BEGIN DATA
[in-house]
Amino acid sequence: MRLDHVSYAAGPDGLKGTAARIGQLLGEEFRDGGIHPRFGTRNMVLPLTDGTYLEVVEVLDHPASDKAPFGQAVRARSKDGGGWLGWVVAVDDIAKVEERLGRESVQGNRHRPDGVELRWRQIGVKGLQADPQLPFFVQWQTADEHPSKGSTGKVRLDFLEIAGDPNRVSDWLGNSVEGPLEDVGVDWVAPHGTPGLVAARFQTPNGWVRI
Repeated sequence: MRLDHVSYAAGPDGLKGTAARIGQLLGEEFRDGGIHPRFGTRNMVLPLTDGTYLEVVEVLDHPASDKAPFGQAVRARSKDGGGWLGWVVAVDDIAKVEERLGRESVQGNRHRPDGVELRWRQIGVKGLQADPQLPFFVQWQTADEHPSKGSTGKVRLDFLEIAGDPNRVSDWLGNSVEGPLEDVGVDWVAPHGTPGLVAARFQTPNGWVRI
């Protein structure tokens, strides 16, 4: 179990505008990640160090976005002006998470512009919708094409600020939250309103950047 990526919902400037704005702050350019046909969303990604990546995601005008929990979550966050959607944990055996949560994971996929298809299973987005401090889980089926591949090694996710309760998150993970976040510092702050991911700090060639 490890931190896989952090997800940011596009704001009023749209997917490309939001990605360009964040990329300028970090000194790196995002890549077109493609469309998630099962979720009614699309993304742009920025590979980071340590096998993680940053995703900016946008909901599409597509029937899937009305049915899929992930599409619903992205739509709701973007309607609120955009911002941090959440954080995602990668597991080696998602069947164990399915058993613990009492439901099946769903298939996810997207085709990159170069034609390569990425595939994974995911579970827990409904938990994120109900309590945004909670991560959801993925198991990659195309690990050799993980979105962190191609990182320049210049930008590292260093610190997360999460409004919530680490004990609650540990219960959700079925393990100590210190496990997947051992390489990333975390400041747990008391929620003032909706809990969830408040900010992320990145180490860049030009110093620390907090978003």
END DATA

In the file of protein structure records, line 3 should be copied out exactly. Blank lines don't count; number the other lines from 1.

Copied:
Repeated sequence: MRLDHVSYAAGPDGLKGTAARIGQLLGEEFRDGGIHPRFGTRNMVLPLTDGTYLEVVEVLDHPASDKAPFGQAVRARSKDGGGWLGWVVAVDDIAKVEERLGRESVQGNRHRPDGVELRWRQIGVKGLQADPQLPFFVQWQTADEHPSKGSTGKVRLDFLEIAGDPNRVSDWLGNSVEGPLEDVGVDWVAPHGTPGLVAARFQTPNGWVRI